Signs to tell if trees are rotting, creating danger for storm season

By Julie Broughton - Anchor

It can be difficult to know whether or not a tree on your property is a potential danger, that's why experts advise a professional inspection a minimum of every two years.

"Most homeowners don't ever come out and look up at their trees. They come out, hop in their cars; if they see a dead patch they call guys out to fix that. Most people don't look up into the sky," said arborist Brad Smith.

Smith works for A Budget Tree Service in Winter Springs. He tells Local 6 business is busy as we head toward hurricane season.

He says it's important to have experts assess your trees, looking for things like dead wood in the canopy. A falling branch could be deadly if it hit someone.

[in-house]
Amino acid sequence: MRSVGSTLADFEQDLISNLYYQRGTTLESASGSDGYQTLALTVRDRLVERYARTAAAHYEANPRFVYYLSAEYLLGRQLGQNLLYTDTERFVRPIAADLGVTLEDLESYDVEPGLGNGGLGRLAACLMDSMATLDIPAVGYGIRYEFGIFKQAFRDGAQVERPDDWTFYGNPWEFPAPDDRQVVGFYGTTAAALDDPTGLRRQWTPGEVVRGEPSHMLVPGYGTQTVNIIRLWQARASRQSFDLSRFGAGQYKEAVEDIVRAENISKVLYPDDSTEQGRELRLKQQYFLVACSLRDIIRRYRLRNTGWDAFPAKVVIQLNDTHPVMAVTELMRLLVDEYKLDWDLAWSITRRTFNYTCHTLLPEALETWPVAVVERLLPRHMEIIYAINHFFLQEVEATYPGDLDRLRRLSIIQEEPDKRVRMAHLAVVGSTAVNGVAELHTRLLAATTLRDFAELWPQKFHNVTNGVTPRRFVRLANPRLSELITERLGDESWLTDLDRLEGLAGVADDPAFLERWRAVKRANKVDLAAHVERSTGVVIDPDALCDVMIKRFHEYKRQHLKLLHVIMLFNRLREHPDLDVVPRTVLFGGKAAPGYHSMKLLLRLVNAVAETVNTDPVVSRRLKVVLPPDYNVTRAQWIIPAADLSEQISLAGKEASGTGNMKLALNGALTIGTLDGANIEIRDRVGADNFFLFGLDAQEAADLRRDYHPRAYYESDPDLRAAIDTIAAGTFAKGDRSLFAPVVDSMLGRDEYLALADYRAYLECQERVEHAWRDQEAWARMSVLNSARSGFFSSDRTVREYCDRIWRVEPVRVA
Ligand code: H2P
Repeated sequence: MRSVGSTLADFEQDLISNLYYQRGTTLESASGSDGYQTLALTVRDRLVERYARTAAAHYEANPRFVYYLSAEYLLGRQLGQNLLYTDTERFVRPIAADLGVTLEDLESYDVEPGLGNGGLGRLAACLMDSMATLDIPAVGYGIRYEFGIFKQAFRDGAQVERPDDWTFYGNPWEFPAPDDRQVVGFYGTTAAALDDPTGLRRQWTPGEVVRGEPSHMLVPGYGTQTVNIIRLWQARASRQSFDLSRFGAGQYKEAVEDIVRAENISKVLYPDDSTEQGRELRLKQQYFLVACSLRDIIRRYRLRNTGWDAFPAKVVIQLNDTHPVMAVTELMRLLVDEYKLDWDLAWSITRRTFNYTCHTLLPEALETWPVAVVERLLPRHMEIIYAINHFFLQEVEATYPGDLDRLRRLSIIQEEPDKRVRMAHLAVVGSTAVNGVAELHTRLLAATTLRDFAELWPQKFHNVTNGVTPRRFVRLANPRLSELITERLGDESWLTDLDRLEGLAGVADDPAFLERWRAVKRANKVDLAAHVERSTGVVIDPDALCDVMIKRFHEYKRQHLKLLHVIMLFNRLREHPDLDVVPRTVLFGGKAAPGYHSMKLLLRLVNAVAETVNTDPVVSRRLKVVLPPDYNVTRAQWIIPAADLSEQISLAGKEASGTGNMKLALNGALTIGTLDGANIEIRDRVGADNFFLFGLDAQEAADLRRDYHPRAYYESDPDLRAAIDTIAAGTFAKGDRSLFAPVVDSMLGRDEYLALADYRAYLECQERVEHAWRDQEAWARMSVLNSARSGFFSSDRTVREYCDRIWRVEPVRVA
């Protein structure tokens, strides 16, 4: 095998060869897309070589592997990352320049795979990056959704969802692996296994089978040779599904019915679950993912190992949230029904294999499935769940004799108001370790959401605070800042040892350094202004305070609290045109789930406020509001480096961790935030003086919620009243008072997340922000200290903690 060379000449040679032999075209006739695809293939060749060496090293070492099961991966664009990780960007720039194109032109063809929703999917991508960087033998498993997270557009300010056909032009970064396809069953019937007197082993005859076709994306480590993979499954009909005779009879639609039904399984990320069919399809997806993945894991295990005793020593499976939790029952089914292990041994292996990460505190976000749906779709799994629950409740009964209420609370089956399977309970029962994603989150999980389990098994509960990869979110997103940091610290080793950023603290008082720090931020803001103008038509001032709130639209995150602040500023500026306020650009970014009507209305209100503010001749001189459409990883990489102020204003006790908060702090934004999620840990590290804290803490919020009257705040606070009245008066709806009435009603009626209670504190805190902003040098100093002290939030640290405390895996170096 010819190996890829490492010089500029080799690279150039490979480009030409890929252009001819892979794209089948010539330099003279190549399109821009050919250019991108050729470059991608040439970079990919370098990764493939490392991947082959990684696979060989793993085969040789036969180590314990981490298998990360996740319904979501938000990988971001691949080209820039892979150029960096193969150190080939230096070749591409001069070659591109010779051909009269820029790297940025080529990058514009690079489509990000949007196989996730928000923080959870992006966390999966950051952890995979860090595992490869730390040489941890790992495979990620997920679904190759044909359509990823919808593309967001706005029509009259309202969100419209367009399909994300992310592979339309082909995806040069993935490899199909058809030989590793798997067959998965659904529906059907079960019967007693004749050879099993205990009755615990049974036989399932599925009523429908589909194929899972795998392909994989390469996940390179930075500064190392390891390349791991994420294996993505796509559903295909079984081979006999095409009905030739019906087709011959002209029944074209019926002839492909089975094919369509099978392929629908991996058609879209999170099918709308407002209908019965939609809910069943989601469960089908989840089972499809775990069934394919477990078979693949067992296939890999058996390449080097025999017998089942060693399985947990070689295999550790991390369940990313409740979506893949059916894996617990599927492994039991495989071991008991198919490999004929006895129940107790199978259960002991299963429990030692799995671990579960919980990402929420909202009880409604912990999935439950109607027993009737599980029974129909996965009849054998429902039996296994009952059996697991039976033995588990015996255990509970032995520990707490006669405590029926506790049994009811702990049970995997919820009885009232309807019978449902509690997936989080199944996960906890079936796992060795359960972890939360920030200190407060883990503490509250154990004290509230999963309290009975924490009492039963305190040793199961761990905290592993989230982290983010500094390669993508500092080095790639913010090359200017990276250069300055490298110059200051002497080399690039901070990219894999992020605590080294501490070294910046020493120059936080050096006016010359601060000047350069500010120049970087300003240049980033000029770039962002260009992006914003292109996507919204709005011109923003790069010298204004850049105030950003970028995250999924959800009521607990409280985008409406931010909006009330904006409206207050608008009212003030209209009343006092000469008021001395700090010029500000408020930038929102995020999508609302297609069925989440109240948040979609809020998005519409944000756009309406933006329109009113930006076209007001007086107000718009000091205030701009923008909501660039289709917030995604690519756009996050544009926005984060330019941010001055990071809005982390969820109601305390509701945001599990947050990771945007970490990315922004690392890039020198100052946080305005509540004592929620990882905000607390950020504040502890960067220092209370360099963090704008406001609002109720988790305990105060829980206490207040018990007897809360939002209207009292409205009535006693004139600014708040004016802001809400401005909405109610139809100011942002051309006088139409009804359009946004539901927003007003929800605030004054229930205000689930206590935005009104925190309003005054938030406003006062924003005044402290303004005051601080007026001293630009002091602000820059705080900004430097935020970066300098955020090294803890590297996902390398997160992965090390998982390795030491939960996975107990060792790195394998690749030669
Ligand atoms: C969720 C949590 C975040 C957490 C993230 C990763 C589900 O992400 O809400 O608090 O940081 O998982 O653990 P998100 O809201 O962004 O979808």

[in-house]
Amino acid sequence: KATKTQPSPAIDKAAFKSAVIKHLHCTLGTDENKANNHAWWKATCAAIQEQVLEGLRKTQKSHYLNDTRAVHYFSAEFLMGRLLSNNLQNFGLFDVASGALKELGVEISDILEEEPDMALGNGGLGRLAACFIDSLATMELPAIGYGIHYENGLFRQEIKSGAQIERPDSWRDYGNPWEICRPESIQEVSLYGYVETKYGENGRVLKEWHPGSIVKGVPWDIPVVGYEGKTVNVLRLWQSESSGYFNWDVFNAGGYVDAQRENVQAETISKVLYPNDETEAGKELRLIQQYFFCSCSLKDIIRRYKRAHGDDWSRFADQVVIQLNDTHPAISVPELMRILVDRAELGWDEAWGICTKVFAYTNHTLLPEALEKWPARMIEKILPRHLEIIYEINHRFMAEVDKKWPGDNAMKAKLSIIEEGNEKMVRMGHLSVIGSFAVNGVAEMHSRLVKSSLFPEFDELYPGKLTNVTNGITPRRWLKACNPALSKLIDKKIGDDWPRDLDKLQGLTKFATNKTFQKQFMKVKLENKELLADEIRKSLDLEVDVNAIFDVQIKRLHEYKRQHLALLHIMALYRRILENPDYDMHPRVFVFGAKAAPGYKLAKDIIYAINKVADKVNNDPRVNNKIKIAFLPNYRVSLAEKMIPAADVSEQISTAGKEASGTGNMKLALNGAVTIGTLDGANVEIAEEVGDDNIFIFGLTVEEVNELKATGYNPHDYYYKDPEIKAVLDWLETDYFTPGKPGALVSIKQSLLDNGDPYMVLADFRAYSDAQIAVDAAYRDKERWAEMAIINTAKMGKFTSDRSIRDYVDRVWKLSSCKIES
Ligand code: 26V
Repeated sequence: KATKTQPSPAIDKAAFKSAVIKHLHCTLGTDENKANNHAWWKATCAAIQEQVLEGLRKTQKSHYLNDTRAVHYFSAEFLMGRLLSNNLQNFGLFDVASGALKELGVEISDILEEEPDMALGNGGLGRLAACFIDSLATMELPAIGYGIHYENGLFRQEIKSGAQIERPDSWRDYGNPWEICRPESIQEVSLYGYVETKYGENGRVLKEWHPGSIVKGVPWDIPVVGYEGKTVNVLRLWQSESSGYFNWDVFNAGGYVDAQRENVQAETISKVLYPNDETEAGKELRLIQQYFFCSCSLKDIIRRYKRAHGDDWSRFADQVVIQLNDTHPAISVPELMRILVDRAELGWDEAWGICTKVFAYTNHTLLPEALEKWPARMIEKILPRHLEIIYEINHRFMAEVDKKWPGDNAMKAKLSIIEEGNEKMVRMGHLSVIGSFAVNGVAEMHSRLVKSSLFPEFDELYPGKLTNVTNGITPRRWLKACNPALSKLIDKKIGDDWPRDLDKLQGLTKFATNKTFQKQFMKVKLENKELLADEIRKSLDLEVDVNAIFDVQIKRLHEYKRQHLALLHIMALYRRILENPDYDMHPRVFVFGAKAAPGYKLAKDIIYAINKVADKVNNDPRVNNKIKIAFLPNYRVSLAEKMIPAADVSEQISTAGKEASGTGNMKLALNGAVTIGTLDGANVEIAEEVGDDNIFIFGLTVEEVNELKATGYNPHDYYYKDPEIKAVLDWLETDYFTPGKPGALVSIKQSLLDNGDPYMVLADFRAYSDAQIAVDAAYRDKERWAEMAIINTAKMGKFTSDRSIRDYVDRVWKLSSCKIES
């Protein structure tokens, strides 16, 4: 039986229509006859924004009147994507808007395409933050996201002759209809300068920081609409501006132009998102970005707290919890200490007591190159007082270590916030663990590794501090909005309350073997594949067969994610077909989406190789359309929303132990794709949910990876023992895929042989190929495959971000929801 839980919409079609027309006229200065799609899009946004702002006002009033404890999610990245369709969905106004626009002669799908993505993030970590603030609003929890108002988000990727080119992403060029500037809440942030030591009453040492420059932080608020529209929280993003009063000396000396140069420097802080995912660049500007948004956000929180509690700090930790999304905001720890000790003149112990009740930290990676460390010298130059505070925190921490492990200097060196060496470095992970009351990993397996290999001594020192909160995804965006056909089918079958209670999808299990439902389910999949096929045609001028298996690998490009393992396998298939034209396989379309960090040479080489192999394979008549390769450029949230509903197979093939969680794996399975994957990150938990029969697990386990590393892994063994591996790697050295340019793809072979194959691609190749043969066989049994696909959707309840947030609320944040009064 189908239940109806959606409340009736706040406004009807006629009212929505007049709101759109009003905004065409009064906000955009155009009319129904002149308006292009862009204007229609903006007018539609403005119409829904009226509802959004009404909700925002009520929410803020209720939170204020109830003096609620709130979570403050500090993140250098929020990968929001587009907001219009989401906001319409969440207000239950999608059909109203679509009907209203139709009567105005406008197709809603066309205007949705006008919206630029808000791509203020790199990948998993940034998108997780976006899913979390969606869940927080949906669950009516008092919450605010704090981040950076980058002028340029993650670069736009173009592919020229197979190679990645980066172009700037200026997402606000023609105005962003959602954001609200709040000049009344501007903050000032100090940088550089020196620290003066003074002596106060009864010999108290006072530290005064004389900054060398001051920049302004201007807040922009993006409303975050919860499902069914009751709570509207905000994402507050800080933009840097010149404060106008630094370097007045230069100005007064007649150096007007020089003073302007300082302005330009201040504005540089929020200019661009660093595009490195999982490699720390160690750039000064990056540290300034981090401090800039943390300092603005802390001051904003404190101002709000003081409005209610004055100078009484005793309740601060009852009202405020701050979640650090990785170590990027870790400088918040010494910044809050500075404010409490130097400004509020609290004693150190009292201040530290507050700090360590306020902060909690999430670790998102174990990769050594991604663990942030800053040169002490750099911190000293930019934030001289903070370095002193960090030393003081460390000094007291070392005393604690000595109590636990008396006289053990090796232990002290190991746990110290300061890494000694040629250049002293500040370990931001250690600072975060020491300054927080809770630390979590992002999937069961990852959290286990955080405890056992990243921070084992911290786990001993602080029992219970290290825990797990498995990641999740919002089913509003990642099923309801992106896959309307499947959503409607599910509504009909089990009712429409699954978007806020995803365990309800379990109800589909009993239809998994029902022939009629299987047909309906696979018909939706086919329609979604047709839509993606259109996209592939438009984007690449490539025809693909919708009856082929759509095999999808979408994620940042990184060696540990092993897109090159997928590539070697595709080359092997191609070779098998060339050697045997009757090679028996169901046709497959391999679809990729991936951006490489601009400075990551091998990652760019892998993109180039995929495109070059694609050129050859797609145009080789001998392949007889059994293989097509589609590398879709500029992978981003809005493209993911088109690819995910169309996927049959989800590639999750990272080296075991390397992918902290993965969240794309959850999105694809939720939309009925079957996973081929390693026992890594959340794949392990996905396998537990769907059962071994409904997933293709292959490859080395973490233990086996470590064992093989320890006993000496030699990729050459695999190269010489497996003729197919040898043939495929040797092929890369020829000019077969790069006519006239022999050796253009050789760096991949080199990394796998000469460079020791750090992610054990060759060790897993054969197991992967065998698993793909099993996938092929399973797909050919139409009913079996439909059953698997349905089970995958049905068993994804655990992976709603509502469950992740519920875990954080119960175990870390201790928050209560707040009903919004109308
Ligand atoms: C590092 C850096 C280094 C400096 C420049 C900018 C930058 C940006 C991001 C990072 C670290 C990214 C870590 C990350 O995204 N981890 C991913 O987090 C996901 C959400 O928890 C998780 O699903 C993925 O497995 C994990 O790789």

Last week, a huge tree toppled onto an Orlando home. Smith says certain trees, like water and laurel oaks, are especially vulnerable after the dry season.

"All of a sudden you get a hard rain with sandy soils and it can cause trees to fall over. We start to get stronger storms and trees fall over."

Smith says look at your trees for signs of disease, like large cavities in the tree or if the tree doesn't seem to be thriving. It's also important to trim back branches that touch your home.

Smith says if you do hire a tree service, make sure it carries liability insurance, including worker's compensation. Otherwise, if a worker is injured on your property, you could be responsible for any medical bills.

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